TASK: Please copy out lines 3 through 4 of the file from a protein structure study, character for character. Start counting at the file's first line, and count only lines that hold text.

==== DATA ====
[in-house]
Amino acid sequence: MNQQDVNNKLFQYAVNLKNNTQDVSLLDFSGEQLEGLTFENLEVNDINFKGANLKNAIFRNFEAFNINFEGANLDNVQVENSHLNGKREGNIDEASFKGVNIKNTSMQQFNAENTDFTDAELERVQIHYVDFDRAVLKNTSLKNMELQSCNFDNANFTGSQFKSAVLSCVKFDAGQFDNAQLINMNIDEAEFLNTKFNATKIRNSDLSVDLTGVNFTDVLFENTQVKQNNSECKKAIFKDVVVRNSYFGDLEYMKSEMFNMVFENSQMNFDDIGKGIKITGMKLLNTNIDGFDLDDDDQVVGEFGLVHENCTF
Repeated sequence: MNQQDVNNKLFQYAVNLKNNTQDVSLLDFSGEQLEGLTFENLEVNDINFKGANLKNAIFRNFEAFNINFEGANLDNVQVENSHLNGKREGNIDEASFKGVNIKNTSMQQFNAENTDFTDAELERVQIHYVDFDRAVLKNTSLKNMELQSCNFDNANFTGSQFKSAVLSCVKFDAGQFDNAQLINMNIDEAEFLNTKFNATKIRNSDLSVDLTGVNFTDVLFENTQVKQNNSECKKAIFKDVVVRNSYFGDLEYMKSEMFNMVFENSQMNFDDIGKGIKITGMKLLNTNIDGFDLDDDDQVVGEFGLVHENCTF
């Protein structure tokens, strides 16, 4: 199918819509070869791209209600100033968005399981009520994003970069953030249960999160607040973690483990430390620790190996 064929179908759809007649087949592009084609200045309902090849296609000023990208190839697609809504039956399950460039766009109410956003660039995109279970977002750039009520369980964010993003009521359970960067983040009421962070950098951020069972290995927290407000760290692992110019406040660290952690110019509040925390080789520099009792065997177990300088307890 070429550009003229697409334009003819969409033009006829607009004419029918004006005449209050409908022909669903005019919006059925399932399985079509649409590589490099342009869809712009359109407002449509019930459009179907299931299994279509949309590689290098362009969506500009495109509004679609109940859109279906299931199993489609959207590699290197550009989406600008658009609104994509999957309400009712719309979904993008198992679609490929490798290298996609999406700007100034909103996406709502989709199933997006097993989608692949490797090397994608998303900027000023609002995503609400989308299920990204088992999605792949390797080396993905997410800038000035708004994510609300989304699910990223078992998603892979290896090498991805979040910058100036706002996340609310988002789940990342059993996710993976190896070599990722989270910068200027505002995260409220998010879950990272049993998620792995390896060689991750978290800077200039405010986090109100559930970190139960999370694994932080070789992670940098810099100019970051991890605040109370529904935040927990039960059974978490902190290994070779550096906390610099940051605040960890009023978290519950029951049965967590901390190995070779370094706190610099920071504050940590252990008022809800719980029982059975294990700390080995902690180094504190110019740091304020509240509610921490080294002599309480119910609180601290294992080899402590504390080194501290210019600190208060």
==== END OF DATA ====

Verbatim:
Repeated sequence: MNQQDVNNKLFQYAVNLKNNTQDVSLLDFSGEQLEGLTFENLEVNDINFKGANLKNAIFRNFEAFNINFEGANLDNVQVENSHLNGKREGNIDEASFKGVNIKNTSMQQFNAENTDFTDAELERVQIHYVDFDRAVLKNTSLKNMELQSCNFDNANFTGSQFKSAVLSCVKFDAGQFDNAQLINMNIDEAEFLNTKFNATKIRNSDLSVDLTGVNFTDVLFENTQVKQNNSECKKAIFKDVVVRNSYFGDLEYMKSEMFNMVFENSQMNFDDIGKGIKITGMKLLNTNIDGFDLDDDDQVVGEFGLVHENCTF
């Protein structure tokens, strides 16, 4: 199918819509070869791209209600100033968005399981009520994003970069953030249960999160607040973690483990430390620790190996 064929179908759809007649087949592009084609200045309902090849296609000023990208190839697609809504039956399950460039766009109410956003660039995109279970977002750039009520369980964010993003009521359970960067983040009421962070950098951020069972290995927290407000760290692992110019406040660290952690110019509040925390080789520099009792065997177990300088307890 070429550009003229697409334009003819969409033009006829607009004419029918004006005449209050409908022909669903005019919006059925399932399985079509649409590589490099342009869809712009359109407002449509019930459009179907299931299994279509949309590689290098362009969506500009495109509004679609109940859109279906299931199993489609959207590699290197550009989406600008658009609104994509999957309400009712719309979904993008198992679609490929490798290298996609999406700007100034909103996406709502989709199933997006097993989608692949490797090397994608998303900027000023609002995503609400989308299920990204088992999605792949390797080396993905997410800038000035708004994510609300989304699910990223078992998603892979290896090498991805979040910058100036706002996340609310988002789940990342059993996710993976190896070599990722989270910068200027505002995260409220998010879950990272049993998620792995390896060689991750978290800077200039405010986090109100559930970190139960999370694994932080070789992670940098810099100019970051991890605040109370529904935040927990039960059974978490902190290994070779550096906390610099940051605040960890009023978290519950029951049965967590901390190995070779370094706190610099920071504050940590252990008022809800719980029982059975294990700390080995902690180094504190110019740091304020509240509610921490080294002599309480119910609180601290294992080899402590504390080194501290210019600190208060």